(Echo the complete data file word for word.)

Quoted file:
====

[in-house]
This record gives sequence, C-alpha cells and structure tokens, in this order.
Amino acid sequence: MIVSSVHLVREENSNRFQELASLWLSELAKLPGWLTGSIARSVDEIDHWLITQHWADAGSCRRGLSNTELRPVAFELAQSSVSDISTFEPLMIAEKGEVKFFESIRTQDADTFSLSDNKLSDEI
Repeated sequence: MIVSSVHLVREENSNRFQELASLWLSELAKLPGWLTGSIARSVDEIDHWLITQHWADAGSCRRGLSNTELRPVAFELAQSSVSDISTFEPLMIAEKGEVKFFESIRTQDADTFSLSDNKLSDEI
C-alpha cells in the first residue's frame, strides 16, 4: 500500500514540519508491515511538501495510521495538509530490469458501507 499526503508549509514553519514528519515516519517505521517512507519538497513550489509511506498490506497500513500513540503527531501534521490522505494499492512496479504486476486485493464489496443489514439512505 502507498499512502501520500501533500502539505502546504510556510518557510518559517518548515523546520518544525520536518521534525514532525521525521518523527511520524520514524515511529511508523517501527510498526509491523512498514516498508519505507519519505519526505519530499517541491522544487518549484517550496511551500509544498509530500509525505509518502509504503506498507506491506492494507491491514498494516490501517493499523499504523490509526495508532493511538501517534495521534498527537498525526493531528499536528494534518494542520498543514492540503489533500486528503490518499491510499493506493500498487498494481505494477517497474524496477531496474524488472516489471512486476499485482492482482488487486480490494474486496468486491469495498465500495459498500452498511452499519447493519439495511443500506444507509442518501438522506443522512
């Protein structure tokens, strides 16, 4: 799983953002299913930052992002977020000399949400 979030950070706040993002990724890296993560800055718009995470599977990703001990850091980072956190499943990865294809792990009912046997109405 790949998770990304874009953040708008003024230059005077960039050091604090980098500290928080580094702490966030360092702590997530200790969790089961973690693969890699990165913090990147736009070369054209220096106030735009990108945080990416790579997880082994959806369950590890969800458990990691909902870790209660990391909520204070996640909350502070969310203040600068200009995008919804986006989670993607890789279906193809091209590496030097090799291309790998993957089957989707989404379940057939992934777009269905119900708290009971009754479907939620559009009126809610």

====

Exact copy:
[in-house]
This record gives sequence, C-alpha cells and structure tokens, in this order.
Amino acid sequence: MIVSSVHLVREENSNRFQELASLWLSELAKLPGWLTGSIARSVDEIDHWLITQHWADAGSCRRGLSNTELRPVAFELAQSSVSDISTFEPLMIAEKGEVKFFESIRTQDADTFSLSDNKLSDEI
Repeated sequence: MIVSSVHLVREENSNRFQELASLWLSELAKLPGWLTGSIARSVDEIDHWLITQHWADAGSCRRGLSNTELRPVAFELAQSSVSDISTFEPLMIAEKGEVKFFESIRTQDADTFSLSDNKLSDEI
C-alpha cells in the first residue's frame, strides 16, 4: 500500500514540519508491515511538501495510521495538509530490469458501507 499526503508549509514553519514528519515516519517505521517512507519538497513550489509511506498490506497500513500513540503527531501534521490522505494499492512496479504486476486485493464489496443489514439512505 502507498499512502501520500501533500502539505502546504510556510518557510518559517518548515523546520518544525520536518521534525514532525521525521518523527511520524520514524515511529511508523517501527510498526509491523512498514516498508519505507519519505519526505519530499517541491522544487518549484517550496511551500509544498509530500509525505509518502509504503506498507506491506492494507491491514498494516490501517493499523499504523490509526495508532493511538501517534495521534498527537498525526493531528499536528494534518494542520498543514492540503489533500486528503490518499491510499493506493500498487498494481505494477517497474524496477531496474524488472516489471512486476499485482492482482488487486480490494474486496468486491469495498465500495459498500452498511452499519447493519439495511443500506444507509442518501438522506443522512
């Protein structure tokens, strides 16, 4: 799983953002299913930052992002977020000399949400 979030950070706040993002990724890296993560800055718009995470599977990703001990850091980072956190499943990865294809792990009912046997109405 790949998770990304874009953040708008003024230059005077960039050091604090980098500290928080580094702490966030360092702590997530200790969790089961973690693969890699990165913090990147736009070369054209220096106030735009990108945080990416790579997880082994959806369950590890969800458990990691909902870790209660990391909520204070996640909350502070969310203040600068200009995008919804986006989670993607890789279906193809091209590496030097090799291309790998993957089957989707989404379940057939992934777009269905119900708290009971009754479907939620559009009126809610």